I was walking down my school hall today and was thinking about just some random things, such as how this hallway smells, who that person looks like, etc. Then, about 2 minutes later I began to think the same basic thoughts, just in a seperate location and at a later time. Since nobody else heard these thoughts the first time, maybe my mind did not really think of them 2 minutes ago but was just telling myself that 2 minutes ago I thought those things. What I mean to say is, how can I be sure that I thought of something earlier if my mind may have just fabricated its own memories?

In my salad days, I would have replied: keep an accurate, comprehensive diary; take a lot of photographs; and hang on to all your receipts. Now I know better. None of this solves the logical problem. For example, when you are writing down your thoughts or acts in your diary, are you remembering correctly and hence describing correctly what you thought or what happened? When you later look at the photographs you took during your trip to Mali, how can you be sure [memory?] that these were the images you took there? There is nothing in the image itself that reliably testifies to its own veracity. [No memory-image verifies itself.] The label on your jeans says "Levi" [i.e., not a fake made in Bogalusa], but is there a label attached to the label that says "That other label is genuine, and tells the truth"? Even if there were such a label.... [No label verifies itself.] When God says to you, "I AM THE LORD YOUR GOD," go ahead, be brave, and reply, "Oh yeah? Sez who?" "ASK MY WIFE, YOU DIMWIT." (Jean-Paul...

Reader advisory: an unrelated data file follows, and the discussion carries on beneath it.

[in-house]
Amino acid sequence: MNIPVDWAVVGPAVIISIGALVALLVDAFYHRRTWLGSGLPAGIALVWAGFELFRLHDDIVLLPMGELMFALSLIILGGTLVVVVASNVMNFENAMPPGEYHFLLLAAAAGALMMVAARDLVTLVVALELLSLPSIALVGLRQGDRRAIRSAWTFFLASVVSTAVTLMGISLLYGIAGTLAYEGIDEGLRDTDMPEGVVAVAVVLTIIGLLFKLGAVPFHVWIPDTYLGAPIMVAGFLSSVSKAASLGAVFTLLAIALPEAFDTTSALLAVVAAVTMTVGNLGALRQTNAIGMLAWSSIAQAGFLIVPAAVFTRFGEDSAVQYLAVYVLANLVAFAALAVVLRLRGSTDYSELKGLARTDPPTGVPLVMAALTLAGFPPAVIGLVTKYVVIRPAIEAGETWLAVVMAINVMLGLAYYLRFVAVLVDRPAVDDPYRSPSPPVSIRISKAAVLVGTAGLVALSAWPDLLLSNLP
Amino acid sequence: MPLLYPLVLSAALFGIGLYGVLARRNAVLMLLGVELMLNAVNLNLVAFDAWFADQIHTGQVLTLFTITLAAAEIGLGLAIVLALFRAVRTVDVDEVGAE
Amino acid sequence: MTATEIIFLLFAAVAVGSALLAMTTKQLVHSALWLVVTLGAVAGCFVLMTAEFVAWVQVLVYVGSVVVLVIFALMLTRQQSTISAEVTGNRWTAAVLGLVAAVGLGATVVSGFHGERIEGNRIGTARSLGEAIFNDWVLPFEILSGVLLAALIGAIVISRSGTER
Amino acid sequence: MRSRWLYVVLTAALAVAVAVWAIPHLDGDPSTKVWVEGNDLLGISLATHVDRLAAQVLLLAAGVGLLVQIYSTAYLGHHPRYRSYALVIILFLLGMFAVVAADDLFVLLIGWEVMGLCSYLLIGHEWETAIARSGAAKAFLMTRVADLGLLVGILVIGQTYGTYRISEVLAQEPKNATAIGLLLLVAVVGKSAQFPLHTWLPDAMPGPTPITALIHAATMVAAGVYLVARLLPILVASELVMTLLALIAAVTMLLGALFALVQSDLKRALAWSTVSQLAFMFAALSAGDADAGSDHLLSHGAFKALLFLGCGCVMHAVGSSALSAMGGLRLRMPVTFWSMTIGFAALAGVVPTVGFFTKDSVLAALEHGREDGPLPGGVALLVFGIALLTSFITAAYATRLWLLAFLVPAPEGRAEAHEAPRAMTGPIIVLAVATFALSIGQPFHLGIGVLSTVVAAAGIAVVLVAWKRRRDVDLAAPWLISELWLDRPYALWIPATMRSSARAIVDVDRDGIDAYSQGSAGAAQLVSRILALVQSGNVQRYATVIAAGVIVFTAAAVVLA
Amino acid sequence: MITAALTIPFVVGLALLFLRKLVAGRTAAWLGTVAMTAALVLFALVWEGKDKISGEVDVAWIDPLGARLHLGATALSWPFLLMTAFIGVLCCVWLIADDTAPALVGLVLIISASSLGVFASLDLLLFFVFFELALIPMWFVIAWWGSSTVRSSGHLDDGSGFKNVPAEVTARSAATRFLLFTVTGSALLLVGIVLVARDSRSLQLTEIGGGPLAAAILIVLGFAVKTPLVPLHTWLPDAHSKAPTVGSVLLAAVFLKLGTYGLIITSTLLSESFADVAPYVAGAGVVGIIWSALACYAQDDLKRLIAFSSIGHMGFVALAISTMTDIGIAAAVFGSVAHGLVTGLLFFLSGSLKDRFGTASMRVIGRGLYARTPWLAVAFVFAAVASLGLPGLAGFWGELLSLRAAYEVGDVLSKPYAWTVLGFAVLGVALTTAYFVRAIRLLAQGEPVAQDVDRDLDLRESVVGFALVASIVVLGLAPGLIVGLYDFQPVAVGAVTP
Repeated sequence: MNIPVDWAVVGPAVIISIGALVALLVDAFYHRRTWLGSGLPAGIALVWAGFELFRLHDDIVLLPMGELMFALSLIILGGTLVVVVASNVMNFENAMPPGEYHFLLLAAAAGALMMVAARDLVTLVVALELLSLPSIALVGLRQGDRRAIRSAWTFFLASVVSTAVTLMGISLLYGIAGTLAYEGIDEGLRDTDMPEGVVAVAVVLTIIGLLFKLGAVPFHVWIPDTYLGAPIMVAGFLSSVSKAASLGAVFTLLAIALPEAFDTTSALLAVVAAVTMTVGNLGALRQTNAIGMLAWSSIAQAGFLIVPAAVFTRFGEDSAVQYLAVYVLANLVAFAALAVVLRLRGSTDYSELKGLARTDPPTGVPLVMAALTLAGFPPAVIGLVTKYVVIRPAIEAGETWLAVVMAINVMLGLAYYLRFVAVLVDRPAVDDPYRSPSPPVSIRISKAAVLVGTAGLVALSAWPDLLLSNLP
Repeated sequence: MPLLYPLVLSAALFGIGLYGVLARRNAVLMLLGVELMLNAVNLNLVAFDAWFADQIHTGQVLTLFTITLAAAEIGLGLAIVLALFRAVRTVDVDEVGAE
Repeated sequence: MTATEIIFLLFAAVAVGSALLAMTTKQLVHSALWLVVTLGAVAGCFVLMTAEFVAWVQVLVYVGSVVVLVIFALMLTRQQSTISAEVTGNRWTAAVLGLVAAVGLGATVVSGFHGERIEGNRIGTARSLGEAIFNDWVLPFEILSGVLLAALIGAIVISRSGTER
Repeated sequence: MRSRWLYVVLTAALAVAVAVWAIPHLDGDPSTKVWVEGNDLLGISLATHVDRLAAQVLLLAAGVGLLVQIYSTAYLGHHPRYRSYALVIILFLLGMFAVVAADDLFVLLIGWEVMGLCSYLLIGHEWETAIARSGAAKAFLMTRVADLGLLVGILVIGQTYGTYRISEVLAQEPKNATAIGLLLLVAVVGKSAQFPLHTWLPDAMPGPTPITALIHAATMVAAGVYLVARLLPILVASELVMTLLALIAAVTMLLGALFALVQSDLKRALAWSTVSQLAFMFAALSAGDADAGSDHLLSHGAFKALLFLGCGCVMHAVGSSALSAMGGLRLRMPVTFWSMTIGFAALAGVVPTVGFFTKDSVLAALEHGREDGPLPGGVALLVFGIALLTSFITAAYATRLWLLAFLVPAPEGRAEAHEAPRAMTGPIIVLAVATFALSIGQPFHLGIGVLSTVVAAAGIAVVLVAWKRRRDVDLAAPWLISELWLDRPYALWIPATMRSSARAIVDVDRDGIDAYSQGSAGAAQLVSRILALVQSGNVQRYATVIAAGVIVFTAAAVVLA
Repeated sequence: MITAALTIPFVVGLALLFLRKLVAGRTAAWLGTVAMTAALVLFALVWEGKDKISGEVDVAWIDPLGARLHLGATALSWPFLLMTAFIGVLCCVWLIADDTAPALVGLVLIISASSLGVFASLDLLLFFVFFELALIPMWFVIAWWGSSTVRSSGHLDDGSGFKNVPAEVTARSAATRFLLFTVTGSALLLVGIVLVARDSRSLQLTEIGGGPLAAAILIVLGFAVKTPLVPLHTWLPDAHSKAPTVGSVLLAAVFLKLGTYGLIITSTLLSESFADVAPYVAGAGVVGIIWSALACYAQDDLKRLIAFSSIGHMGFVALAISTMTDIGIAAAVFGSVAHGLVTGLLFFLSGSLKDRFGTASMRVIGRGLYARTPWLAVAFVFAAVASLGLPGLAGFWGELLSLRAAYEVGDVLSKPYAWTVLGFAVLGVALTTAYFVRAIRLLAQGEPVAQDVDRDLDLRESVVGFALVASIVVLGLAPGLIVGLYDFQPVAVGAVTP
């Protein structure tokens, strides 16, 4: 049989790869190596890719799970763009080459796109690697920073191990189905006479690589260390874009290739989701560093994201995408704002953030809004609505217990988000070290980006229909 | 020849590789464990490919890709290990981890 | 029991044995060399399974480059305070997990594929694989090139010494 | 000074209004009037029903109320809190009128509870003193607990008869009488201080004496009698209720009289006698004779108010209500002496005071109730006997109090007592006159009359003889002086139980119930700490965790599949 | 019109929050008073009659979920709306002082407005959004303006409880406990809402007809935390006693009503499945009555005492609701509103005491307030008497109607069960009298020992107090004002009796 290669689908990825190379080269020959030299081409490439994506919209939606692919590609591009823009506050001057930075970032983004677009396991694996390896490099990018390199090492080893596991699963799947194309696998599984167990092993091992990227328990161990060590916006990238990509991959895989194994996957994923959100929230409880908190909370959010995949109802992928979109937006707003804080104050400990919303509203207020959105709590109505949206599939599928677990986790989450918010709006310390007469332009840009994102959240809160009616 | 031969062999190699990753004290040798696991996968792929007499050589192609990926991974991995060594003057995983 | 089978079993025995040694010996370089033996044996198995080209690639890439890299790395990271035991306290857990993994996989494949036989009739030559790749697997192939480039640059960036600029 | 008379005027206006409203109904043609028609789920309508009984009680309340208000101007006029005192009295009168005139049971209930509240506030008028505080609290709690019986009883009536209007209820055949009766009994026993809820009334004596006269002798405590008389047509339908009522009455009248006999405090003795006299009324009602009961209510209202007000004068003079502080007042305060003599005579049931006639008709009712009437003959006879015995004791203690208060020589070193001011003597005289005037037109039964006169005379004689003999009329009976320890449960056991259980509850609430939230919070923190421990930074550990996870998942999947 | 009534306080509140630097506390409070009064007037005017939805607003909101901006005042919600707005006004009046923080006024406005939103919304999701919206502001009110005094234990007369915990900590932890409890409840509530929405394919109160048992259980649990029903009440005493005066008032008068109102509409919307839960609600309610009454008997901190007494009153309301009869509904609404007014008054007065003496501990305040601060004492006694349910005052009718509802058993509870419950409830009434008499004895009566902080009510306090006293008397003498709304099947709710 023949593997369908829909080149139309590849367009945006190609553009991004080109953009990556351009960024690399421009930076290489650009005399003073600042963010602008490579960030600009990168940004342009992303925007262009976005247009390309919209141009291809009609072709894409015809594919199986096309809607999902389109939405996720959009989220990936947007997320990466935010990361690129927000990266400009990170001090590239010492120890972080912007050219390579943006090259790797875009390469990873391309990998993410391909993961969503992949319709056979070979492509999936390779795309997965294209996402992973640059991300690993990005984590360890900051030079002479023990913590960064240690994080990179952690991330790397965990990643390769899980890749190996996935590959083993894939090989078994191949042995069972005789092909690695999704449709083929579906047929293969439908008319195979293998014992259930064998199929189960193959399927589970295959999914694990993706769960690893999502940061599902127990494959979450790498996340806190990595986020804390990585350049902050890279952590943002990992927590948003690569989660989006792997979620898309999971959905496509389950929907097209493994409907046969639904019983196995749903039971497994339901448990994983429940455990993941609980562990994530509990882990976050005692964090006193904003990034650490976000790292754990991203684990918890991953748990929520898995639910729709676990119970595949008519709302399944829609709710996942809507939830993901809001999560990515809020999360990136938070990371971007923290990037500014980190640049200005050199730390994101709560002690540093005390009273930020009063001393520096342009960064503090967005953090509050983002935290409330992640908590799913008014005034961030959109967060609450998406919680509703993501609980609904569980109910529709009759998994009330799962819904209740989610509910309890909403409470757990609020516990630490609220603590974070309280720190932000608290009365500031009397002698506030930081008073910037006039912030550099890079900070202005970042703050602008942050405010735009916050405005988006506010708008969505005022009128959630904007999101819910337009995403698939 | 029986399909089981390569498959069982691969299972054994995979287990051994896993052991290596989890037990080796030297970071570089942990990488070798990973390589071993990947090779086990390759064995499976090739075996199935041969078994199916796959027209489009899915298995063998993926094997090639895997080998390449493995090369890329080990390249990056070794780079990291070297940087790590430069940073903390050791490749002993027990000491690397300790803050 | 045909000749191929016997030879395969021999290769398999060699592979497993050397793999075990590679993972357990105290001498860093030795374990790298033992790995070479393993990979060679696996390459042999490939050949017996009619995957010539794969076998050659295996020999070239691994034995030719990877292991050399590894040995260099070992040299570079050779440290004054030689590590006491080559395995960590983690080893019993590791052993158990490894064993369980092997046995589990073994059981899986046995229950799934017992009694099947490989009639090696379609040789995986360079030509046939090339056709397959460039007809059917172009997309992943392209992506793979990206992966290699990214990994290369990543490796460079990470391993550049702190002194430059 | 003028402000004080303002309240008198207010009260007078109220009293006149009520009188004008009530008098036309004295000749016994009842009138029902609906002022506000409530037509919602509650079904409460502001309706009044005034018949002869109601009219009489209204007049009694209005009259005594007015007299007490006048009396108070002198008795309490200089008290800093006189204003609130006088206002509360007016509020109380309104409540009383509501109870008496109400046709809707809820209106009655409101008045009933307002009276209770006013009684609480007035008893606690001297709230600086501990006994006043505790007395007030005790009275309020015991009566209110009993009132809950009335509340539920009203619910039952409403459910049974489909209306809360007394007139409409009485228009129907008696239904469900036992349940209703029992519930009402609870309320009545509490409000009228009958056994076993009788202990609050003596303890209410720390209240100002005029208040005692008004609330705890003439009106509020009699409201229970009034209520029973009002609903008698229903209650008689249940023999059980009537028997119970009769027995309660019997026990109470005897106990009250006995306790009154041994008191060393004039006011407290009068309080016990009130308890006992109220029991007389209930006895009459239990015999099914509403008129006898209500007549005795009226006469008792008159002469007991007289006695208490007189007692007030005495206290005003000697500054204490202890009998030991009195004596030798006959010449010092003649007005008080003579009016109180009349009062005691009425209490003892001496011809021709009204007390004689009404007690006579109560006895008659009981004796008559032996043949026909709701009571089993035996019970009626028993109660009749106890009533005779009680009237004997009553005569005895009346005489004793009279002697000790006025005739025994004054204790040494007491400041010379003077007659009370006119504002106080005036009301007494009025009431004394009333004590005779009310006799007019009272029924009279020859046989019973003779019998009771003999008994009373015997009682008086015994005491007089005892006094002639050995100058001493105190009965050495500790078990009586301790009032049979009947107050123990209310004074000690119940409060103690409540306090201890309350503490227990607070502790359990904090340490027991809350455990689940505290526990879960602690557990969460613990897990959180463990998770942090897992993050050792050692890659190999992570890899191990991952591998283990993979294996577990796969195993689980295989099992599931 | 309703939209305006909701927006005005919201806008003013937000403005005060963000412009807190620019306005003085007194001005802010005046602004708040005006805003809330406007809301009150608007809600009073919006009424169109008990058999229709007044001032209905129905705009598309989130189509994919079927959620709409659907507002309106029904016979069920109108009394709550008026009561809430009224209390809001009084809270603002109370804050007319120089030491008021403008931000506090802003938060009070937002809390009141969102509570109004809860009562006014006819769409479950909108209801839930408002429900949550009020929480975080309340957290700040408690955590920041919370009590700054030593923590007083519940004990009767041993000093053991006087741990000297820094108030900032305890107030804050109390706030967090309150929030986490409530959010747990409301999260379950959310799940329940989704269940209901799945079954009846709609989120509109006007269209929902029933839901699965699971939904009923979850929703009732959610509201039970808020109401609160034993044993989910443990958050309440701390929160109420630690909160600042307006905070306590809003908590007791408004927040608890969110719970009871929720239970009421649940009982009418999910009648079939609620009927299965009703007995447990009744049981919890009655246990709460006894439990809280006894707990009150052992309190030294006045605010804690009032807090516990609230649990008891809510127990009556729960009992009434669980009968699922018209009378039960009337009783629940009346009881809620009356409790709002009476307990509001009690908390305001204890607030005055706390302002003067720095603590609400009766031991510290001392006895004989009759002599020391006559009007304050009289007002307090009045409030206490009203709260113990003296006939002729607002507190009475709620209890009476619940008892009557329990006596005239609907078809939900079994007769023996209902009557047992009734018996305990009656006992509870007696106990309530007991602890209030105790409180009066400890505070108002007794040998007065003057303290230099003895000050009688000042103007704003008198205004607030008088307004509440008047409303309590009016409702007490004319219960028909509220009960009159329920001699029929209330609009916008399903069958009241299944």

Why should I believe you?

Professor Gentzler's "You should not believe me unless I offer you, or you have independent access to, compelling reasons to do so" seems cynical. Why not, instead, the more sociable and cheerful, "You should believe me unless I offer you, or you have independent access to, compelling reasons not to do so"? Should we assume others are fundamentally liars (even about whether they are liars) or fundamentally truth-tellers. I suppose it depends on the context. Some of us are experts at knowing when to believe others, unless there is good reason not to, and when not to believe others, unless there is good reason to. But some of us lack this skill. Then we are either gullible, being too sociable, cheerful, foolish; or we are paranoid, not trusting anyone, not even our own mothers.